Intelligencer Journal/Lancaster New Era
A patchwork of options on offer during QuiltWeek Event to draw 20,000 people
BY BERNARD HARRIS, Staff Writer
Vendors from as near as New Holland and Ronks and as far away as San Francisco and Cairo set up in preparation at the Lancaster County Convention Center on Tuesday.
This morning, the first of more than 20,000 people are expected to arrive at the downtown Lancaster meeting center for the American Quilters Society's QuiltWeek.
The four days of shows, sales and classes begin at 9 a.m.
People coming to downtown Lancaster, whether for the show or not, are likely to see traffic congestion on city streets and find parking garages full. The show continues through 5 p.m. Saturday.
Satellite parking for quilters will be available at Clipper Magazine Stadium, 650 N. Prince St. A shuttle bus will convey quilt show attendees to the Convention Center.
Show classes and other events are also being held at Southern Market Center, 100 S. Queen St., and Millersville University's Ware Center, 42 N. Prince St.
The show, in its fourth year in Lancaster, is one of the largest events held at the convention center.
The economic bump from the show is expected to be felt countywide. Show attendees are expected to spend about $7.25 million on hotels, restaurants and shopping, said Joel Cliff, spokesman for the Pennsylvania Dutch Convention & Visitors Bureau.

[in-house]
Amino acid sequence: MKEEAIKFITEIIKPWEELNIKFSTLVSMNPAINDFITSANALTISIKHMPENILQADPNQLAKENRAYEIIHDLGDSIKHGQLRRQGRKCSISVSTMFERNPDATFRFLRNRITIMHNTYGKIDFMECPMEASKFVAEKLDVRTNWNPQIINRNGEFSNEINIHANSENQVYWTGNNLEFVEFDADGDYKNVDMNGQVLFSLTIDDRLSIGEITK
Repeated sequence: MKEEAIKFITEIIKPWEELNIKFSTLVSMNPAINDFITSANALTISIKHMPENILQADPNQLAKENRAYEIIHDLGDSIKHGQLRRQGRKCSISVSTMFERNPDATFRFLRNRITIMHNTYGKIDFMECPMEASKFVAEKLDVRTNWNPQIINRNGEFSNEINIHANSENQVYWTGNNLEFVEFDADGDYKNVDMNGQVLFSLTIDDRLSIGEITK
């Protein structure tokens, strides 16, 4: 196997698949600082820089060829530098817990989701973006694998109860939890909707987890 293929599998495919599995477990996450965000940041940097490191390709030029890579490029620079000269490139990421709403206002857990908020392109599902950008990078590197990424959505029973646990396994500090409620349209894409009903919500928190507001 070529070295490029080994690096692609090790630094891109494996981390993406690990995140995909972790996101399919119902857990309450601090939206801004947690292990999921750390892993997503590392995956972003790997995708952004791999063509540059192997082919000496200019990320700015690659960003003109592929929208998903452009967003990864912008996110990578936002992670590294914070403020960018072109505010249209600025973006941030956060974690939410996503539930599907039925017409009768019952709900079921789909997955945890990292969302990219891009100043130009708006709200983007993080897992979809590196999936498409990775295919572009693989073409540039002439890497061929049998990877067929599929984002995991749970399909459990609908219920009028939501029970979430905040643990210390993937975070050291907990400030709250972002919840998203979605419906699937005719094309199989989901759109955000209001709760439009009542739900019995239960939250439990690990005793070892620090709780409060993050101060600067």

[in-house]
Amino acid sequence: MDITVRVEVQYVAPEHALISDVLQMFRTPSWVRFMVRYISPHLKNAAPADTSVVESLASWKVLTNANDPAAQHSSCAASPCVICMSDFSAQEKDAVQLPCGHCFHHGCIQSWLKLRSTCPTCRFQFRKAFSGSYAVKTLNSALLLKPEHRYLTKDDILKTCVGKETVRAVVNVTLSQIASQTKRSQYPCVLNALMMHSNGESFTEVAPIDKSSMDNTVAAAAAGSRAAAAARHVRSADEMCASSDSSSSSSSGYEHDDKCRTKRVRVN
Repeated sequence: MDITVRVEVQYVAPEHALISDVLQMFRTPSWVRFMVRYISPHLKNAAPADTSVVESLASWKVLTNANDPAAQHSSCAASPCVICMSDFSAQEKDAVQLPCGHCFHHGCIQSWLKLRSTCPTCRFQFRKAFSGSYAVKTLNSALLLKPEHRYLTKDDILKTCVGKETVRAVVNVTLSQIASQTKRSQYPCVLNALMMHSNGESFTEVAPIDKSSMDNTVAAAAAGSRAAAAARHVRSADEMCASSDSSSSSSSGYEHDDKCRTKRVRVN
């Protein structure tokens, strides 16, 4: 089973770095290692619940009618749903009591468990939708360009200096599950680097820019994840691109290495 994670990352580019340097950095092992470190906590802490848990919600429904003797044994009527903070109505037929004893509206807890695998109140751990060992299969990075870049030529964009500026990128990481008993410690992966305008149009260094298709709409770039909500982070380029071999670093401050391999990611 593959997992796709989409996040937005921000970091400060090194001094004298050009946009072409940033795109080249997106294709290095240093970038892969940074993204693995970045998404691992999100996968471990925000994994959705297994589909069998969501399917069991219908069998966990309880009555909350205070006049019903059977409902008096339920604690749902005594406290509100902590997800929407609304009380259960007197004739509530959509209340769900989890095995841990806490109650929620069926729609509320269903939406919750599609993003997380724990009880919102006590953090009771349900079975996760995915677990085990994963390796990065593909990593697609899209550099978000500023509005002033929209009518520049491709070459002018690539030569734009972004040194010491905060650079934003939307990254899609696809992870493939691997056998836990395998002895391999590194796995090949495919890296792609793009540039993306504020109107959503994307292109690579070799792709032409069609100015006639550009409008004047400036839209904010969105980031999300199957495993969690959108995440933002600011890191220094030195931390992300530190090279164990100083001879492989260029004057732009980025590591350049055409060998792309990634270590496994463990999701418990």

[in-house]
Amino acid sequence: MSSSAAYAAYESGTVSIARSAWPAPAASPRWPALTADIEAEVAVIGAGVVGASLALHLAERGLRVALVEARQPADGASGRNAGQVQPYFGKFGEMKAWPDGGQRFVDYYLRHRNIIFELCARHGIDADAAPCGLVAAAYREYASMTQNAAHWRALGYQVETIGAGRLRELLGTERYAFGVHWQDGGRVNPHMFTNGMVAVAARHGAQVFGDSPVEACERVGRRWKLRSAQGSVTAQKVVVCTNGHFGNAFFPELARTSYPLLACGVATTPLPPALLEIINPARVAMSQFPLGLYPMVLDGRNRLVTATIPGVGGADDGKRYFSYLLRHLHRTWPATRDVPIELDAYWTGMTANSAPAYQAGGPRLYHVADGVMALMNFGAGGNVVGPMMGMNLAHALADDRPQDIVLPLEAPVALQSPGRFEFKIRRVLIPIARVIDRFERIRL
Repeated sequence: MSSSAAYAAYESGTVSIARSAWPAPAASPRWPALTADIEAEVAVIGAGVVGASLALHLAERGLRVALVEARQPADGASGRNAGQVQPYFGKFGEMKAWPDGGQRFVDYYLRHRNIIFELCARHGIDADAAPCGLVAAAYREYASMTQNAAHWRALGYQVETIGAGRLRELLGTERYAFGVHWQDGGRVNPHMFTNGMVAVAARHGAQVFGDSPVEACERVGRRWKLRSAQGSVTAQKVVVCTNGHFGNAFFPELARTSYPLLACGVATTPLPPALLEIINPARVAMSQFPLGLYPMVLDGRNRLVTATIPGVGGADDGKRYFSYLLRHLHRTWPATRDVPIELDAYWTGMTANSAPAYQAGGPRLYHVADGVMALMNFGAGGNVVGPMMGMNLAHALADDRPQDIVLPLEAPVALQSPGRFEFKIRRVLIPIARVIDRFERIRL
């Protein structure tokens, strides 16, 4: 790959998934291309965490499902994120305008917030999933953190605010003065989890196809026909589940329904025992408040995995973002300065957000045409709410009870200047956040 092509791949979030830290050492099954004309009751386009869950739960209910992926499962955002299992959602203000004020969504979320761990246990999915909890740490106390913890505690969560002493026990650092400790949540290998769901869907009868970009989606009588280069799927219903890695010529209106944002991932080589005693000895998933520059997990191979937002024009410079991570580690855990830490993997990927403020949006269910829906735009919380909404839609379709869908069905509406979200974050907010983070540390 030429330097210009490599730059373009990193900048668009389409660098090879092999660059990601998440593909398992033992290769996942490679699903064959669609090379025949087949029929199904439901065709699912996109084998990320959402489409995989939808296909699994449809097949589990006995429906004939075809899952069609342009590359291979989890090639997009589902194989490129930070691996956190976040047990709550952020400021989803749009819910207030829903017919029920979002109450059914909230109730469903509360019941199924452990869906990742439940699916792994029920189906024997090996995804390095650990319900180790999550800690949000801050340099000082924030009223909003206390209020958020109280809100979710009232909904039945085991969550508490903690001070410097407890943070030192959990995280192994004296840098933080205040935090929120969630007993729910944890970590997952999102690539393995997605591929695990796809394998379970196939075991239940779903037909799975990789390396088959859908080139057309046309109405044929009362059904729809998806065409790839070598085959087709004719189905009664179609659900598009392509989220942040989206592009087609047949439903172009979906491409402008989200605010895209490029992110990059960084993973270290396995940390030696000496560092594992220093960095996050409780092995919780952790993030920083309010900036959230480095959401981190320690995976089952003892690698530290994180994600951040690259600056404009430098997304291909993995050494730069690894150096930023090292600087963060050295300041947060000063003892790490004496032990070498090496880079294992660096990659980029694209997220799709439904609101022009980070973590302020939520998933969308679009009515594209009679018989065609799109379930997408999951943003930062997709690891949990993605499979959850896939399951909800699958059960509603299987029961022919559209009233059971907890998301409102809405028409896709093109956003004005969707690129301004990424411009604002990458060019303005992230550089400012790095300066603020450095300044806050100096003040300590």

Some 4,000 hotel rooms are expected to be booked as a result of the show.
The show also includes a contest with 300 quilts being judged in a variety of categories. Contestants came from 43 states and competed for $44,000 in prize money.
The "best in show" award was bestowed on the quilt "Sampling the Silk Road," by Christine Wickert of Penfield, N.Y.
The hand-stitched silk quilt had a different sewing pattern for each square, as well as appliqu' and beads.
"I haven't seen anything like this in a long, long time," said Michele Duffy, editor in chief of American Quilter Magazine, about the piece.
Duffy cited the exquisite detail, workmanship and the planning that Wickert put into the quilt.
The quilters who likely traveled the farthest to get to the show are Hosam Hanafy and Tarek Abdelhay, two tentmakers from Cairo.
Several of their appliqu' wall-hangings are displayed in the Heritage Ballroom, on the convention center's third level. They also will be doing demonstrations of their craft during the show.
Admission to the show is $14 daily, $11 for American Quilters Society members. There are also admission prices for two days at the event and for the entire show. The show will be open daily from 9 a.m.-6 p.m. Wednesday through Friday and 9 a.m. through 5 p.m. Saturday.
Two other quilt shows also are being held in Lancaster County this week. The Lancaster Spring Quilt Show is at the Lancaster Host Resort, 2300 Lincoln Highway East. And the Lancaster Quilt Show is across the street, at the Continental Inn.